Thursday, May 05, 2005

The More Things Change . . .

Games 27 & 28 - Mets

Phillies 10, Mets 3
Mets 3, Phillies 2
Record: 14-14

And so goes the even-Steven, up and down season of the Mets thus far. A bad loss followed by a strong win. Worsening problems and pleasant surprises interspersed among each other. Tom Glavine worsens, Jae Seo surprises. Victor Diaz surprises, Braden Looper worsens. This team is having a great deal of trouble putting it all together, as they say, but this season does seem to have more bright spots than its thoroughly overcast predecessors.

Tom Glavine . . . as Jerry commented, he's getting harder and harder to watch. He pitches like he has no confidence, like he's terrified of throwing a strike. The John Franco parallel is spot-on; he isn't throwing anything over the plate, and more and more hitters are detecting that fact. This situation could get very, very ugly before it's over.

Jae Seo . . . nobody seemed more surprised than Rob as we glanced at the Mets game amid a sea of televisions after a highly enjoyable night out at the softball park. Seo has had a Heilman-esque progression, wedging a dud of a start in between two solid outings. Last night he was far more than solid, permitting one hit, two walks, and no runs through seven while fanning eight. Wow. And what did it net him? A demotion, thanks to the untimely but nonetheless welcome return of Kris Benson to the active roster. Seo "Long" is headed to Norfolk, but if/when the subject of the previous paragraph continues eroding more quickly than beaches in SE Virginia (where Jae Seo can now frolic on off-days), perhaps a spot will open up for him. That's without mentioning the increasingly distinct possibility that Victor "I Stinct" Zambrano's spot in the rotation may be up for grabs by the Break.

Cliff Floyd . . . man, are there a lot of us who need to fess up to some winter ignorance. So many of us called for the Mets to ditch the fragile guy other Metbloggers labeled "Mr. Glass" in the off-season. I know I did, though I begged for it not to be in any deal for Sammy So-So. The obvious question is not whether he can keep up this torrid pace, but whether he can simply remain on the field in relative working condition. If Cameron comes back at anything close to his full potential, theirs will be the toughest outfield in the division by far.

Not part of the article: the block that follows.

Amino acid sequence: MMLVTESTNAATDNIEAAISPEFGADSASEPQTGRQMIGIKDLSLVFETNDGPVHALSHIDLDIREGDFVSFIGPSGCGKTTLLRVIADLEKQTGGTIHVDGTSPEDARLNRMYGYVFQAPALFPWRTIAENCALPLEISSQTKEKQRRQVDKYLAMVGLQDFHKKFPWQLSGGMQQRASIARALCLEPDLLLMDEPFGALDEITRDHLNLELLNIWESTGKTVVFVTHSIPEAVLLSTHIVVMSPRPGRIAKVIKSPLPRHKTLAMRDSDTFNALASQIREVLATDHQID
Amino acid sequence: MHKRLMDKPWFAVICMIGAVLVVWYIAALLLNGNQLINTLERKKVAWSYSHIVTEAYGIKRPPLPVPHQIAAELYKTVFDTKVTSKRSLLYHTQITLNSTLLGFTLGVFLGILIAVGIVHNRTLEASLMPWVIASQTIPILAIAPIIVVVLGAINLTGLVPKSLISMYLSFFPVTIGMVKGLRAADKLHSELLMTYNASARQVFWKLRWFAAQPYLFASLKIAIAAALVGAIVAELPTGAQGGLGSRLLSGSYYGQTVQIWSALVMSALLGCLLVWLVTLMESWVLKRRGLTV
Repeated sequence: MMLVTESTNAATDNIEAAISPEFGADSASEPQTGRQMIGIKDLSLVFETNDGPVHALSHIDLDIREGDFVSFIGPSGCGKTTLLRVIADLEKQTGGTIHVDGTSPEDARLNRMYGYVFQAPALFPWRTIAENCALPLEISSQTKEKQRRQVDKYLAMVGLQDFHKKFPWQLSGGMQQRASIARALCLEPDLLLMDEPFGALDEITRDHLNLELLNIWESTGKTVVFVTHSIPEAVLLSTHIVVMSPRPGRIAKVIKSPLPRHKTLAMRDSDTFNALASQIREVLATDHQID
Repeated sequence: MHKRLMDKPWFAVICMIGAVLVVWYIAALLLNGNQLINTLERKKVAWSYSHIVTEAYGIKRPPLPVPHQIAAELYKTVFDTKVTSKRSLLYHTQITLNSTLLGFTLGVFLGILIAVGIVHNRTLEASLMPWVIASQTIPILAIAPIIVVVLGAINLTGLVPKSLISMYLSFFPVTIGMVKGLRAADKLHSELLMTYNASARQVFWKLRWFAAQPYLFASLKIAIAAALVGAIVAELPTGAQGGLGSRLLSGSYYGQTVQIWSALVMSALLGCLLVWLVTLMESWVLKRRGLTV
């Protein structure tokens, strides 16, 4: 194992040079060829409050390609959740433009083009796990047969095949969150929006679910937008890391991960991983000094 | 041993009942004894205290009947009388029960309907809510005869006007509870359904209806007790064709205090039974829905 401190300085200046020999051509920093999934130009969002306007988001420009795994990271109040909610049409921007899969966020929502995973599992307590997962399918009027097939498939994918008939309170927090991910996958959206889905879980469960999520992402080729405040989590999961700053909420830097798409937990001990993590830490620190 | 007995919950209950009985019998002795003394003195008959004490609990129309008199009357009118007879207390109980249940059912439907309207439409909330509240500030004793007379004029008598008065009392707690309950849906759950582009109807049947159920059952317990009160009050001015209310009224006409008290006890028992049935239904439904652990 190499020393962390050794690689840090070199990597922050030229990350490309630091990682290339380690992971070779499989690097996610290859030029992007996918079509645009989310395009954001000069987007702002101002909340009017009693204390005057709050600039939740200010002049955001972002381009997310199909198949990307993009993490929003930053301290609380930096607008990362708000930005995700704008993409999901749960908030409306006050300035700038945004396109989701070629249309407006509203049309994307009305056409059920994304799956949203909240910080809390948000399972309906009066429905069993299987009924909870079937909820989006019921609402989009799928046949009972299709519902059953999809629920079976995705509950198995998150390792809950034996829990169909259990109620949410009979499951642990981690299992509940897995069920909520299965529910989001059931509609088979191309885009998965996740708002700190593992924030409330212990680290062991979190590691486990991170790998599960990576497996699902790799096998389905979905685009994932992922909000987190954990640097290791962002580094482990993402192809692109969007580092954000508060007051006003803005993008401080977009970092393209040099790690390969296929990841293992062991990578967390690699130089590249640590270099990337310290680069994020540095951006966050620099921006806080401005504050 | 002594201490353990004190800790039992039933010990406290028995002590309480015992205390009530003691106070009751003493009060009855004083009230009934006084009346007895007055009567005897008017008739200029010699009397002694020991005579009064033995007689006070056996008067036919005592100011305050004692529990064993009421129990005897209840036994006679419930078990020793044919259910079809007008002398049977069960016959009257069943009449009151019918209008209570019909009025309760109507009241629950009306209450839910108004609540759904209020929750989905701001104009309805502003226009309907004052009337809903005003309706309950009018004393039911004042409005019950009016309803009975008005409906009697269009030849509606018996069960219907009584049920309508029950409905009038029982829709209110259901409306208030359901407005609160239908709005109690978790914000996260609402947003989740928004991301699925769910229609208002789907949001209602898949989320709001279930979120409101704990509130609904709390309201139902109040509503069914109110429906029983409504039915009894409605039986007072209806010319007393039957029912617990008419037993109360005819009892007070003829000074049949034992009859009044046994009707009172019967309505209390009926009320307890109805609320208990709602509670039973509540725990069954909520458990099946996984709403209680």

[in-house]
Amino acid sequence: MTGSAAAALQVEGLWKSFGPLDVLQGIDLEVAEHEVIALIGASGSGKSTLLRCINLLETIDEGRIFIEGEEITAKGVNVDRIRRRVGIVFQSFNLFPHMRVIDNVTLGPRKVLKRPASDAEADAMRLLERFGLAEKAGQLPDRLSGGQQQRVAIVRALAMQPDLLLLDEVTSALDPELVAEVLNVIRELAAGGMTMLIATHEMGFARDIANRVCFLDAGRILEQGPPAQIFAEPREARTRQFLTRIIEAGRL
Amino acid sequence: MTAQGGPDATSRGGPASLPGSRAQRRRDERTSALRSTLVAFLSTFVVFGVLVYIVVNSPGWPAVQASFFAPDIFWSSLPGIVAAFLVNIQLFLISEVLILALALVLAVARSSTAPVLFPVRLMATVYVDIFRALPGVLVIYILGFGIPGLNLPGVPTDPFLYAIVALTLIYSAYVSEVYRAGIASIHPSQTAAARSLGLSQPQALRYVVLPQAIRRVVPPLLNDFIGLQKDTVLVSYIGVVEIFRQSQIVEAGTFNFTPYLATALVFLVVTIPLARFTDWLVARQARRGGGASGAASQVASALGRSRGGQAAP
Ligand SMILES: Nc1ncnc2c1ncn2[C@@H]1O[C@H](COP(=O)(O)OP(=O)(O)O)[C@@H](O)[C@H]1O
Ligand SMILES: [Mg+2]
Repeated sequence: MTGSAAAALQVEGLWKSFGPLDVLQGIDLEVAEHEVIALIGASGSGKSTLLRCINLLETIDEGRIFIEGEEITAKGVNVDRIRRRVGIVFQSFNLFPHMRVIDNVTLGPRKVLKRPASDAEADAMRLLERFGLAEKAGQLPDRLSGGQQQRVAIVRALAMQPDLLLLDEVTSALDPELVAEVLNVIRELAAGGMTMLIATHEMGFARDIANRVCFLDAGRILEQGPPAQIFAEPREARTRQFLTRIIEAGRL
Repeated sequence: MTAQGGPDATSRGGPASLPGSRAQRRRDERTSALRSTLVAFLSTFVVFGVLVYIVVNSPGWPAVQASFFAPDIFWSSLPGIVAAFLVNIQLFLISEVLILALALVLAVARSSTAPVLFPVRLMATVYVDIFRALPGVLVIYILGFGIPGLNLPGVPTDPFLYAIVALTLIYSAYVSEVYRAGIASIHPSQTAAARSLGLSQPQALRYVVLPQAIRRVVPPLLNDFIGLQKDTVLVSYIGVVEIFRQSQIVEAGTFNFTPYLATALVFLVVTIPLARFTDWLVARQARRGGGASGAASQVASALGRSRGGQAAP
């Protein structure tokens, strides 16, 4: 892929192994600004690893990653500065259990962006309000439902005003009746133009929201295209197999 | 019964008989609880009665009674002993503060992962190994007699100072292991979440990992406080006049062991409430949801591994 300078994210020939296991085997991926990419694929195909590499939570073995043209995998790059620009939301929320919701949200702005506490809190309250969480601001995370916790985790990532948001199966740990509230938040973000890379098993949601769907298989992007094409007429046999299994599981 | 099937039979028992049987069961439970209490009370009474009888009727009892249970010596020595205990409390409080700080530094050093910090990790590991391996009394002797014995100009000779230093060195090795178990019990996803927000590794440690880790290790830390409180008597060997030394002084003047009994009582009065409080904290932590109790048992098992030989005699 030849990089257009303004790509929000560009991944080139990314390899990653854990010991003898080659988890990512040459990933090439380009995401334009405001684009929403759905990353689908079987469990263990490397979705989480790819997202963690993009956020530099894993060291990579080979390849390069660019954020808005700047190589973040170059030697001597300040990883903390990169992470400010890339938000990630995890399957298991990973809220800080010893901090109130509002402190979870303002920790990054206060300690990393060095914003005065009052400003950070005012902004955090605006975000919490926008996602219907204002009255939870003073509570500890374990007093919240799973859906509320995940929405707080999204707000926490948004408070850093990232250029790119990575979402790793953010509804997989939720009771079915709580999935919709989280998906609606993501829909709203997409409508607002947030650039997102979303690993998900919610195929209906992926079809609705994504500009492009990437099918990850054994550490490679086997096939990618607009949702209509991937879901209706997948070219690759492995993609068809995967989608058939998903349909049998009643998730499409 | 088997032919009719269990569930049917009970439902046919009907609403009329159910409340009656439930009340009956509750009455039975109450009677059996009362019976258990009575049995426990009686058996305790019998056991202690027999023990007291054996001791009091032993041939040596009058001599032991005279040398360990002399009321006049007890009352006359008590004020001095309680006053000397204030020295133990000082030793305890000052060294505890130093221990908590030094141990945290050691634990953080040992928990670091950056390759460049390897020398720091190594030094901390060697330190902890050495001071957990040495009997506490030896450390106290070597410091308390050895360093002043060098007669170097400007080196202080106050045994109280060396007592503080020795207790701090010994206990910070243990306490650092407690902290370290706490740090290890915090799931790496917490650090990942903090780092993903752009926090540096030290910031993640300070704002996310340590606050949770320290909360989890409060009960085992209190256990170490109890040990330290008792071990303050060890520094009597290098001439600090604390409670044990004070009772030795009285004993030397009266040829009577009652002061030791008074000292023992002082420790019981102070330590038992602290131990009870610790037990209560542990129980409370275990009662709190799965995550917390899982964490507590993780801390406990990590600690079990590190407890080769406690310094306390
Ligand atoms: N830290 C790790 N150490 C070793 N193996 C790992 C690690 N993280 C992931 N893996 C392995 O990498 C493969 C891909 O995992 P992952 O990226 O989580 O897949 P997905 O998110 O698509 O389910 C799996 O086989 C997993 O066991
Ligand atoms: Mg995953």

Braden Looper . . . well, he did manage to strike out the final two batters and get the save. On the other hand, if it had been a one-run-lead, like it will be on plenty of save opportunities, it'd be another (probable) loss for Looper. Back-to-back jacks from Chase Utley and Bobby Abreu brought Met-murderer Pat Burrell to the plate down a run, with momentum evaporating quickly. Luckily, he wasn't the Burrell I've(s) come to dread over the last few years, and he struck out looking. We should not have had to dodge such a bullet after the splendid game Jae Seo and company offered.

Sneaking suspicions: It's foolhardy to throw support behind or abuse upon players for a month's worth of work (or less), but changes may have to be afoot to shake off this .500 affliction. One or more of the following alterations to the rotation and lineup may be seen within a month or two:




14-14 is not panic time, but we've seen enough thus far to know there's room for adjustment. Willie Randolph's predecessor would ride things out until they got out of hand; it will be interesting to see how much tweaking the new manager thinks is necessary.

I'm off to Chicago this afternoon with a ticket to tomorrow's Cubs/Phils afternoon game in hand. I'm on a bit of Phillies overload at this point, but that only makes me want to root against them harder. The Mets, meanwhile, are headed to Milwaukee. I'm not even going to say what they should do.

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